Exclusive Interview with TYP (The Young Professionals)

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Written by Jessica Jabroux. All photos by Olivier Rieu for Style Quotidien. 

The Young Professionals, also known by the acronym TYP, are an electro pop duo that are about to take the US by storm with their new single “Let’s Do It Right” featuring Eva Simons (known for her hit collaborations with LMFAO, Afrojack and will.i.am).

Founded in 2009 by Ivri Lider and Johnny Goldstein, TYP’s first album was released internationally in 2012. Called 9am to 5pm, 5pm to Whenever, it is a concept album about the proverbial working stiff, and includes a unique version of Lana Del Ray’s hit Video Games. Now signed with Universal, TYP’s “Let’s Do It Right” from their new album Quick Quick, Star Star, Money Money, is a sure fire hit that promises to launch the duo into international superstardom.

TYP’s punchy bass-heavy beats and energetic electro refrains have a familiarity, yet they feel fresh and contemporary. From the album 9am to 5pm, 5pm to Whenever, songs like “Be With You Tonight”, “POP”, “20 Seconds” and their remake of Ottawan’s “D.I.S.C.O.” are sure to get you dancing and stay with you long after you’ve finished listening. Although their sound is distinctly electro pop, TYP’s music is a modern blend of varied and generational influences.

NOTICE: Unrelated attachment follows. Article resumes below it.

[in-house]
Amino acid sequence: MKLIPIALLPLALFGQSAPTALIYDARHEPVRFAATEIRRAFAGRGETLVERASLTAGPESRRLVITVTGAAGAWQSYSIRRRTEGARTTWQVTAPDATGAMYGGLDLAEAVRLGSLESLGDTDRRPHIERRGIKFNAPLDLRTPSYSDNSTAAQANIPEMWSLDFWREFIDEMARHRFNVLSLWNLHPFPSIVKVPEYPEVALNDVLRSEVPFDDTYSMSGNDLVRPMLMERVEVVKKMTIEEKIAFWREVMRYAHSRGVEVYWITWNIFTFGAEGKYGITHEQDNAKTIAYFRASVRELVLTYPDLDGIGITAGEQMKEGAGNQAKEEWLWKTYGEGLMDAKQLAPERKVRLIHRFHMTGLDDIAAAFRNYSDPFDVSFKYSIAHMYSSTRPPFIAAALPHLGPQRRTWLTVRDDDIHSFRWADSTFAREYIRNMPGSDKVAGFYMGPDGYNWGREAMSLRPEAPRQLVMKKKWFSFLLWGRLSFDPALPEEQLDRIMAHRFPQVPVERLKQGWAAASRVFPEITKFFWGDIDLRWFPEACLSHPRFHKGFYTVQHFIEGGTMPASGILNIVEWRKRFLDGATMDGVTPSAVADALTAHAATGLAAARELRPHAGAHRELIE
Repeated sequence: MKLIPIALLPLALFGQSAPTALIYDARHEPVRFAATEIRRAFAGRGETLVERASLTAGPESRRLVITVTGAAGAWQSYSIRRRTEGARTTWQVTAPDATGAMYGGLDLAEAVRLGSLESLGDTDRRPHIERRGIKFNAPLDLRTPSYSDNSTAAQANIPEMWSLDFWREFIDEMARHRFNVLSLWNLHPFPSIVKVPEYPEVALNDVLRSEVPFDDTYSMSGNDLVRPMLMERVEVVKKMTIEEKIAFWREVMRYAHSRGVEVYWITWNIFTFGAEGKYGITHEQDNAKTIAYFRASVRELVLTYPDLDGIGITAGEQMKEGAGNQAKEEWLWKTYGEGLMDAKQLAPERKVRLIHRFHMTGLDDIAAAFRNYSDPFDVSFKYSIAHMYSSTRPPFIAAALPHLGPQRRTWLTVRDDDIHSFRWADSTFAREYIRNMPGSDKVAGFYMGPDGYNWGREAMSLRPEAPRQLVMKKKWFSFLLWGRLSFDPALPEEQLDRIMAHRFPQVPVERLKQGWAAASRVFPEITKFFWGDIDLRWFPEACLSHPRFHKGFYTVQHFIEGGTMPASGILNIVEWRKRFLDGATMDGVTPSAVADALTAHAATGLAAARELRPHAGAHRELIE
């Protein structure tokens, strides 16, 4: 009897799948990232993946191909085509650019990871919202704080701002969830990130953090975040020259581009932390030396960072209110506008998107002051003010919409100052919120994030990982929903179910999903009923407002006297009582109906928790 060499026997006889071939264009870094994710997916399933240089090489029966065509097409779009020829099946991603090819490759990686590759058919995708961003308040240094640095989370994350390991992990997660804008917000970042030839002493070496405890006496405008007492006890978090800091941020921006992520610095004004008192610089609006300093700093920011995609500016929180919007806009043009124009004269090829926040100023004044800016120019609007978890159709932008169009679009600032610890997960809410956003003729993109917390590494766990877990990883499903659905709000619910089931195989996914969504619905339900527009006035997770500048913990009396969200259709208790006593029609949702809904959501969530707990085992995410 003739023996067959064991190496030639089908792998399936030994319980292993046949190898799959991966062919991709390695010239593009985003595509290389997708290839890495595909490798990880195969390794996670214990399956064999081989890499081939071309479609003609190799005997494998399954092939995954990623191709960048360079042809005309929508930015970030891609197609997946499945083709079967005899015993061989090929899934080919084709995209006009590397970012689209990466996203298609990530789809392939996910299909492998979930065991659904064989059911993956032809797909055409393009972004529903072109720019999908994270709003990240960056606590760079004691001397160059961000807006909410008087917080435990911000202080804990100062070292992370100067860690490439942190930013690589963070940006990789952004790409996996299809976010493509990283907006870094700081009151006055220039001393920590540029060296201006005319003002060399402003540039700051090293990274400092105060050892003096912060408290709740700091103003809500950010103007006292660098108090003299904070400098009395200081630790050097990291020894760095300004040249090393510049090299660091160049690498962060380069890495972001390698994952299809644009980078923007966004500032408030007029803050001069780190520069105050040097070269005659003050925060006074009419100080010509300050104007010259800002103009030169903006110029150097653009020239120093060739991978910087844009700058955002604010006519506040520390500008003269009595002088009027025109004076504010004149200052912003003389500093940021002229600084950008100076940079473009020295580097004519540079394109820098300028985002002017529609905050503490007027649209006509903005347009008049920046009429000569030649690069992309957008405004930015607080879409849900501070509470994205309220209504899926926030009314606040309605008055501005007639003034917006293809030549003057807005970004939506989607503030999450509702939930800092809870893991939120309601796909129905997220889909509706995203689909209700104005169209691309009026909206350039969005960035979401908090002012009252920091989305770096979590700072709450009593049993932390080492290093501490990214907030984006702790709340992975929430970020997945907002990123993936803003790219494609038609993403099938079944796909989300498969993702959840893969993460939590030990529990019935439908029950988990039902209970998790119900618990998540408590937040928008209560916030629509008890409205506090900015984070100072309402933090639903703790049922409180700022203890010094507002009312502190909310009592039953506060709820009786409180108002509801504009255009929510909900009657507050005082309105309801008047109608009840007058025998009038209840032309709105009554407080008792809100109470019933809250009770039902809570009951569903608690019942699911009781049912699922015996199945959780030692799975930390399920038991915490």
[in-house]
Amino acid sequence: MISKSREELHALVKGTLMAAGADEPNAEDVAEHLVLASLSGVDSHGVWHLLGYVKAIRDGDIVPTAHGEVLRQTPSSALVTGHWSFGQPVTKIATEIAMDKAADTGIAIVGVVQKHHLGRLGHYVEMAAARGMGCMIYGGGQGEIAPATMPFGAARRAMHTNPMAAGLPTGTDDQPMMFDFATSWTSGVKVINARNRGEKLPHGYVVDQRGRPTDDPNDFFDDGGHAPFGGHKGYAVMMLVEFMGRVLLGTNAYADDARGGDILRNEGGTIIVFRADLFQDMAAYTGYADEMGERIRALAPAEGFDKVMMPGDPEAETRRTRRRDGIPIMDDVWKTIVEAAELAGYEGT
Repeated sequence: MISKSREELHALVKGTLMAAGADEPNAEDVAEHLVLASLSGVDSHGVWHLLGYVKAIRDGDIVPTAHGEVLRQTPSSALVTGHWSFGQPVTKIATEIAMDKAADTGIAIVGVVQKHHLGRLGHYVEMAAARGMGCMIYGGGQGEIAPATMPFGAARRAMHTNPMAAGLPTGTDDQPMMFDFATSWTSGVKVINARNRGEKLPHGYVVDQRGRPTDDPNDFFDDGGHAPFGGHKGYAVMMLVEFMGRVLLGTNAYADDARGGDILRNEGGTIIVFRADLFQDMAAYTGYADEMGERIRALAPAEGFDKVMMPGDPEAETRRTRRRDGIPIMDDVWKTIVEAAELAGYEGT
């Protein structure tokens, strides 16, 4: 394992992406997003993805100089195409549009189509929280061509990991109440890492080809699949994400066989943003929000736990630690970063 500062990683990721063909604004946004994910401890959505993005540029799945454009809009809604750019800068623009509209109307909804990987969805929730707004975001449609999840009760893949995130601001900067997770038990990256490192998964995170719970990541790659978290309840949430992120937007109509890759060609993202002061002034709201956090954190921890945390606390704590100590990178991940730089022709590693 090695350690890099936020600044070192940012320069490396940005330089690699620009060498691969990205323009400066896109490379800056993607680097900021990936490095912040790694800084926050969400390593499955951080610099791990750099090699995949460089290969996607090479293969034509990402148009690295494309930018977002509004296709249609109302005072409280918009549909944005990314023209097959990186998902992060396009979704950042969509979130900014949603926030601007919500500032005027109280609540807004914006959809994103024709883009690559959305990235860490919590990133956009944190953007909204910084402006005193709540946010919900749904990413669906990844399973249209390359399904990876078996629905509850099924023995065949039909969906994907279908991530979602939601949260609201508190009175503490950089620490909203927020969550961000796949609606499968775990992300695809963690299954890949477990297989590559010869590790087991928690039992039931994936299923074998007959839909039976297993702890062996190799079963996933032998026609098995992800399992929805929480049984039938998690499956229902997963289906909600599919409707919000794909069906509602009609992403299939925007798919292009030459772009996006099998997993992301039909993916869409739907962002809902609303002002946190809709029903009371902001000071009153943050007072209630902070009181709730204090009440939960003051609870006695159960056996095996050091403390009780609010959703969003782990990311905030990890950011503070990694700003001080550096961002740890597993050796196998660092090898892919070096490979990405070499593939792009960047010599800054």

The idea of combining old and new music is certainly not a new concept, but TYP’s sound derives a real authenticity from the vast age difference between Lider, 40, and Goldstein, 23. “I grew up in the 80’s listening to a lot of electronic music like Depeche Mode, Yazoo, the Eurythmics, Kraftwerk; really all of the electro bands,” Ivri explains. “Johnny grew up in the 90’s, so he was more into hiphop artists like Dr. Dré, Snoop Dog, Eminem and Timbaland.”

“With TYP, we always create something new based on something old,” Lider continues. “Electronic music today always draws on something from before. It has history, it has roots, and this makes it stronger I think. People can connect to it. We want to look for new sounds, and take things in new directions, but there is always a history,” Ivri explains. “We are always connected to sounds from the 80’s and 90’s.” Goldstein agrees. “It’s really hard to create something that’s totally original, but for TYP it’s the combination that is new,” he says.

Both Lider and Goldstein had separate careers before coming together to form TYP. Lider is a trained classical and jazz pianist, and has had an illustrious career as an Israeli pop star since the late 90’s. From his very first album, he was a platinum-selling artist, and he has also written music for films and theater productions. Recently he was selected to be one of the judges on the first season of The X Factor Israel alongside supermodel Bar Rafaeli.

Goldstein, on the other hand, was the new kid on the block. He started experimenting with music from a very young age, and began to forge a musical career while still in high school. Although things got off to a bumpy start, his career picked up steam with the release of his first album called The Johnny Show, which featured a number of collaborations with high-profile Israeli artists.

So how did the two come together? “When I was working on my collaboration album,” Johnny recalls, “I wanted to do something with Ivri, but he wasn’t available. About a year later I contacted him again to make some music. We found that really worked well together.” Although their busy schedules didn’t allow them to see each other more than four times over that first year, thanks to the Internet the duo quickly wrote over sixteen songs together. Today, they write together in the studio, where they equally contribute to both the lyrics and musical compositions of their songs.